So, while I'm here, just let me say, finally ... after all these years ... I want to say, "Thank you". Thank you for coming to get me when I was on a date when I was 16 that went horribly wrong. Thanks for punching Paul K. in the nose when he got fresh in 7th grade. Thanks for shouting "That's my SISTER!" when I was in the middle of singing, "Hard Hearted Hannah" in our high school play. Thanks for being born one day and two years ahead of me, so we were able to share our birthday for 19 years. Thanks for the advice. Thanks for the strength. Thanks for the fist fight and then afterwards teaching me how to block a right while swinging with my left so I didn't "fight like a girl". Thanks for walking me to school when I was 5 and you were 7 and telling me all the 'important stuff' my first day, like how to get chocolate milk to come out of the milk machine (you color your nickel with a pencil so the machine knows you want chocolate milk). It never worked, but I still did it for about a year. Thanks for my freedom. I can say that now. But for years I was pretty mad. The last thing I said to you before you left that last morning was, "Don't be a hero." You smiled and said, "Nah. Not me. I'll come home." So, you lied and I was pretty ticked off about that. But, proud too. Proud mostly. Proud totally now, after all these years.

"What doesn't kill you makes you stronger". That's sure been true since losing you. I think it made us all stronger. It helped me when we lost Mom and then Dad. It sure helped me when we lost my perfectly wonderful husband, Don. Guess you've met him. He went to Heaven December 5, 2001. Great guy. You should be good friends. Hope you're taking care of him and the folks, and grandparents, and especially take care of Rick and Vanita's little baby boy. He'll be the little nipper with Don. Sure miss you guys.

I am so glad that you had such a strong faith. Praise God! Sure makes it easier knowing we'll all be together some day. In the meantime, don't let Don decorate our mansion with camouflage, will ya? He's Air Force and real gung-ho, like you.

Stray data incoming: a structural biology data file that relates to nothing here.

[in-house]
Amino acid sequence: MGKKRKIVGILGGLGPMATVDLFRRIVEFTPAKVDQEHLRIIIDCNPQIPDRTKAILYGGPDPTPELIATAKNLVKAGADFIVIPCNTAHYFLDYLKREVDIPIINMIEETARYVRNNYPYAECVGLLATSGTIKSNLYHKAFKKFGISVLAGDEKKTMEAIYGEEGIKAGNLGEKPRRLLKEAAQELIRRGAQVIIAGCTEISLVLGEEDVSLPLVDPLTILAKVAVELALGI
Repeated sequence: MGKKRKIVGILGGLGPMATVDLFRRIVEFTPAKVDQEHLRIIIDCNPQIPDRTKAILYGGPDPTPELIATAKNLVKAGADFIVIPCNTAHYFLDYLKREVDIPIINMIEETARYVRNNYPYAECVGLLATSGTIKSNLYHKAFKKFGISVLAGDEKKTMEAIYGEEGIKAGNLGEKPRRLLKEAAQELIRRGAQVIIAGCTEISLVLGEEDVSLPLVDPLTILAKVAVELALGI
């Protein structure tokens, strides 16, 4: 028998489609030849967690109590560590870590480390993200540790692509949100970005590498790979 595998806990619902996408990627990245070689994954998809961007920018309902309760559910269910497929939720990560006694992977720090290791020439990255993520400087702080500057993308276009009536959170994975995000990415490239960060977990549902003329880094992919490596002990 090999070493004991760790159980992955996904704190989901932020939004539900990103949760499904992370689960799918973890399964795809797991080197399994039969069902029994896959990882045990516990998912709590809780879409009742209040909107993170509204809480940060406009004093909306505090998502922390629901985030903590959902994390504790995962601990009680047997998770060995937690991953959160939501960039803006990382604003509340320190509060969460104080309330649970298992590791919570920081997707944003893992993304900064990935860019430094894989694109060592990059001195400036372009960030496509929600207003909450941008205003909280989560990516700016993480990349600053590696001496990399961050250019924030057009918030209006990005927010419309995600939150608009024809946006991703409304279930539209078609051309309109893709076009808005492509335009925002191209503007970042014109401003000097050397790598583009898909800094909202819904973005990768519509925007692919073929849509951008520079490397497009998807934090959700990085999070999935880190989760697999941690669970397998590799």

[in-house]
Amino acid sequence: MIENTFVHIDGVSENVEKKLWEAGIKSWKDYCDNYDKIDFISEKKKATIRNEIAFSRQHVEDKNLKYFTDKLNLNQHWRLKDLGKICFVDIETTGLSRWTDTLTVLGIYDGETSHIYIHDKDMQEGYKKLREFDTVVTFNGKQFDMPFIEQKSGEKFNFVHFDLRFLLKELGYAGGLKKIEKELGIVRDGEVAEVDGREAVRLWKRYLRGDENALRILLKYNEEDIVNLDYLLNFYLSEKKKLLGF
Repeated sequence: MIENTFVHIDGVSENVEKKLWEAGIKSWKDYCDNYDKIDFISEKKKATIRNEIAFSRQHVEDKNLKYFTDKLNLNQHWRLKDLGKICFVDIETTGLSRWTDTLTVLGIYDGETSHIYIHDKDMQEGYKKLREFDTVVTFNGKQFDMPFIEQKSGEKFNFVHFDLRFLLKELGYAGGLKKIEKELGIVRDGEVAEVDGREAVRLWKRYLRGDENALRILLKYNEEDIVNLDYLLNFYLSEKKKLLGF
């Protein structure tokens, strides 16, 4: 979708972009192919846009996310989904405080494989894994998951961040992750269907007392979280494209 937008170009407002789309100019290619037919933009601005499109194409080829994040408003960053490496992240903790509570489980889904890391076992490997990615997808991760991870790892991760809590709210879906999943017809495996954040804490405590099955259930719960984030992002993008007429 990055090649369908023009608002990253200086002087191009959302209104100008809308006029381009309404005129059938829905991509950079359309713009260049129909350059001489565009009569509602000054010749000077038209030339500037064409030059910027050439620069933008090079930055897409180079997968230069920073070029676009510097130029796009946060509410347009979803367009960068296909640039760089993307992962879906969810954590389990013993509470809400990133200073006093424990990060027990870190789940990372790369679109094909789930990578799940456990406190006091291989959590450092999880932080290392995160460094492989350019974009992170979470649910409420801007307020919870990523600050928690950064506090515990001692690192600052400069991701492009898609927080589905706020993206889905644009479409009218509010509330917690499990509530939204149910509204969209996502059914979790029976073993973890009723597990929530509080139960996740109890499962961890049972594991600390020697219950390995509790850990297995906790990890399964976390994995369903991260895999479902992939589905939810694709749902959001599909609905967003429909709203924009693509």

The site has allowed me to talk to some of your old buddies from Nam, Pete, Bob, Doug. I've been trying to find Craig Monroe, but no luck. If any of your other friends are out there and want to get in touch, I hope they will. You were lucky, having such good men to serve with. Makes it easier knowing that.

God Bless you, and ALL who serve!!! My prayers are with each and every one of you, strangers though you may be. God Bless you all!

From a proud sister,
Lynne Mattson
17401 Southeast 39th Street, Vancouver, Washington

A Note from The Virtual Wall

Fire Support Base RIPCORD (Hill 427) was located about 7 miles from the northeastern end of the A Shau Valley, which was a major entryway from the Ho Chi Minh Trail into northern South Vietnam. Established by the 1st Cavalry Division in 1968, the FSB was abandoned, reopened in 1969, abandoned again, reopened again in 1970, and abandoned by US forces for the last time in late July 1970. The primary attaction of FSB RIPCORD was its proximity to the road network into the A Shau and the Co Pung Mountain hill mass about 6 miles to the south - Co Pung had been and remained a major NVA logistical base.

The 2nd Bn, 506th Infantry arrived at RIPCORD area in March and remained until the FSB was closed. During that time - about two months - the battalion lost 63 men in and around RIPCORD, most of them during July.

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With all respect
Jim Schueckler, former CW2, US Army
Ken Davis, Commander, United States Navy (Ret)
Memorial first published on 17 Apr 2007
Last updated 08/10/2009